Saturday, July 31, 2010


I was inspired this week. Or maybe I should say I was reminded of the incredible sisterhood that comes with a breast cancer diagnosis. My reminder came from a series happenings that individually were not really a big deal, but collectively, their story tells me how lucky I am.

It all started by the pool at my friend, Laurie's house on Sunday. Just us four girls, floating around in a pool talking about a little and a lot, planning Wendi's birthday celebration (Happy Birthday, Wendi!) and trying out a new hors d'oeurvres that Julann prepared to test for her upcoming Pampered Chef show. It was an awesome afternoon. I needed some time with the girls to help gain my focus for the coming week.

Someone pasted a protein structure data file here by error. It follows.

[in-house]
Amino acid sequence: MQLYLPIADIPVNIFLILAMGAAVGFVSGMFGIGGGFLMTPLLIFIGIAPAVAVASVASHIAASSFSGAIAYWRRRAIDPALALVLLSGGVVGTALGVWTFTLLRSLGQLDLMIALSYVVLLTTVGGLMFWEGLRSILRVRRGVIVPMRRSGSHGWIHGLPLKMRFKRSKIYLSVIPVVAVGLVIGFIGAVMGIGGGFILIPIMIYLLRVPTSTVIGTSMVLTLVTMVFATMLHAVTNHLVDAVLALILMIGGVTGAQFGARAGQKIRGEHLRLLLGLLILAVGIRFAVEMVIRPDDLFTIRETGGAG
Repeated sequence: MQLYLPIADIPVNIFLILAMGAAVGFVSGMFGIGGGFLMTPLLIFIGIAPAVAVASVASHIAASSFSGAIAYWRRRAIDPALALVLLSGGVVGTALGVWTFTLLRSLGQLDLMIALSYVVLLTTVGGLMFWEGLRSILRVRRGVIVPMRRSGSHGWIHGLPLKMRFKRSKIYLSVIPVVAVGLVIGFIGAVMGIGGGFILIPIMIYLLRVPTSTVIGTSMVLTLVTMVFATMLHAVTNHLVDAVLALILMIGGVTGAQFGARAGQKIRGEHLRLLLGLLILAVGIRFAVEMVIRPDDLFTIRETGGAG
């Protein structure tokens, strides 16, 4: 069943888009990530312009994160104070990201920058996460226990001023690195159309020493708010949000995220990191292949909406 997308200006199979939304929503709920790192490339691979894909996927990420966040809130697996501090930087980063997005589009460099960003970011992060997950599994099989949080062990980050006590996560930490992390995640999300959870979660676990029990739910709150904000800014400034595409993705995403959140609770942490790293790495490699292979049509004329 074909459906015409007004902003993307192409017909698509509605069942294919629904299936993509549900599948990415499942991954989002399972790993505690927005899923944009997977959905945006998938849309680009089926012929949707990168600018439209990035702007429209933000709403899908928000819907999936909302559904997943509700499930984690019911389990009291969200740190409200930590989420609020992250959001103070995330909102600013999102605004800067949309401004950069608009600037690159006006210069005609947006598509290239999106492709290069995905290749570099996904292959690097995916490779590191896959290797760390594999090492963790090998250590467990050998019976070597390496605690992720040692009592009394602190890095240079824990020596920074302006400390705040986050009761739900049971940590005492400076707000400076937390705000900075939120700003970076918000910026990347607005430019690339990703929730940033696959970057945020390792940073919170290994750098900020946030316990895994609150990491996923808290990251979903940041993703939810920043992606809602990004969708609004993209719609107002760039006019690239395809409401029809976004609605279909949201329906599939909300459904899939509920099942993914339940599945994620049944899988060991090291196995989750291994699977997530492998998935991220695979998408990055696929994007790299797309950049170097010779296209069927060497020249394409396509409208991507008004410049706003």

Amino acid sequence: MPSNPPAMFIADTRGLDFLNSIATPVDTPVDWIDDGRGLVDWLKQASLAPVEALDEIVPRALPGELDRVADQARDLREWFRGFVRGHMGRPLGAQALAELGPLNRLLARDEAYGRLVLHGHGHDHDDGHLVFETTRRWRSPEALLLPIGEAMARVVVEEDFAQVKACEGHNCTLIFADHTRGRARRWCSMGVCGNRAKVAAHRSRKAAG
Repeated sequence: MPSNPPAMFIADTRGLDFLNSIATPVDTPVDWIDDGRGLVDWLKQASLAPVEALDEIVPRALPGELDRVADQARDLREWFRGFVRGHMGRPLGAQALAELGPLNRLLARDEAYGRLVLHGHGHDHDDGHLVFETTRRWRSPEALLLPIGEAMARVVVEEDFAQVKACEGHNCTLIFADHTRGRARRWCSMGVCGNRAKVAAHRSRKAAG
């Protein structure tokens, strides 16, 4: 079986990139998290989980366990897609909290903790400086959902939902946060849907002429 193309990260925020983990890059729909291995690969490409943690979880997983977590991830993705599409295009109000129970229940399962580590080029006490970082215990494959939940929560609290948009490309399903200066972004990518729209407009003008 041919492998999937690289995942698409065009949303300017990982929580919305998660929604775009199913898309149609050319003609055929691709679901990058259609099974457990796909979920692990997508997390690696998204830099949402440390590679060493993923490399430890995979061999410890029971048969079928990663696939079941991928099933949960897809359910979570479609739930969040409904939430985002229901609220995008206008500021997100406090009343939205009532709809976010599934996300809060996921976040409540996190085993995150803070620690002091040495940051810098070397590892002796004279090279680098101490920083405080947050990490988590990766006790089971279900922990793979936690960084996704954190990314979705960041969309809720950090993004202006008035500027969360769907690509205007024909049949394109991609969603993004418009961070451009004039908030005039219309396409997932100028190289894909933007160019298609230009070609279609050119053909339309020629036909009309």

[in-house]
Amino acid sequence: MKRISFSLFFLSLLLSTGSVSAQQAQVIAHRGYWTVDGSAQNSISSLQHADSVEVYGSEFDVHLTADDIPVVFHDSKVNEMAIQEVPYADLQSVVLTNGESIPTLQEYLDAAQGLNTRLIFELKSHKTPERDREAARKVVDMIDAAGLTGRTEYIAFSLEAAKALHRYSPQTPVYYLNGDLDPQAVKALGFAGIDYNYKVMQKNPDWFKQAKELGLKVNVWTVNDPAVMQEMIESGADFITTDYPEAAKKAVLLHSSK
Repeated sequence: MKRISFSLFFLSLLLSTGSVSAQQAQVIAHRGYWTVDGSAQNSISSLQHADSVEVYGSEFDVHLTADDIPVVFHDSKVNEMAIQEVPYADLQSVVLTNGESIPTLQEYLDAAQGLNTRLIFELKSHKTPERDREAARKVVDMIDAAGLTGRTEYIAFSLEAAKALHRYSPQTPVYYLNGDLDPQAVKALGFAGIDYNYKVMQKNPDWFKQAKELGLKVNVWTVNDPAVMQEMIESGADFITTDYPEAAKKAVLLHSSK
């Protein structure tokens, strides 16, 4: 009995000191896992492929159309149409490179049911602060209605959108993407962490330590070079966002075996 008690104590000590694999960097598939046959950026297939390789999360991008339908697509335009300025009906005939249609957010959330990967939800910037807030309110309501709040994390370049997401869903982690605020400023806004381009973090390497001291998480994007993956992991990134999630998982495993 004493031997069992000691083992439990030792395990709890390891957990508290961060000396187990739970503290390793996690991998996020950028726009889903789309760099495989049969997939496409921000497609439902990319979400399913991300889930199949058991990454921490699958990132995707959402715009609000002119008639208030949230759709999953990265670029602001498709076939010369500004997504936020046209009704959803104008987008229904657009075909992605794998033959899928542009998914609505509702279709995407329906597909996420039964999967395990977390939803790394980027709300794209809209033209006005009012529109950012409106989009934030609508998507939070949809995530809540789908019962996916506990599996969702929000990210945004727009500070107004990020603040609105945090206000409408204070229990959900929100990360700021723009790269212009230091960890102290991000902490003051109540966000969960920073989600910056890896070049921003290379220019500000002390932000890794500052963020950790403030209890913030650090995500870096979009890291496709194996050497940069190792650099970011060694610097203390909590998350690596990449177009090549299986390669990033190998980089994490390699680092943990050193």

To paint a picture of what my week looked like, on my plate were three grant proposals, two important reports to prominent charities and a number of stewardship projects that were time sensitive. All to be completed on my part time schedule. Because a deadline is a deadline, regardless of my limitations, I snuck in hours of work at odd moments, usually getting my second wind about 10:00 p.m. That was my second problem. My first was that the radiation fatigue had finally taken hold. I fell asleep typing for the first time in my life. Not to say all this to complain. I love making a difference. I am passionate about Rady Children's programs and want them to succeed. It was just unfortunate that radiation fatigue peaked and numerous pending deadlines all occurred in the same week. As I tell my kids though, that's the way the cookie crumbles, sometimes.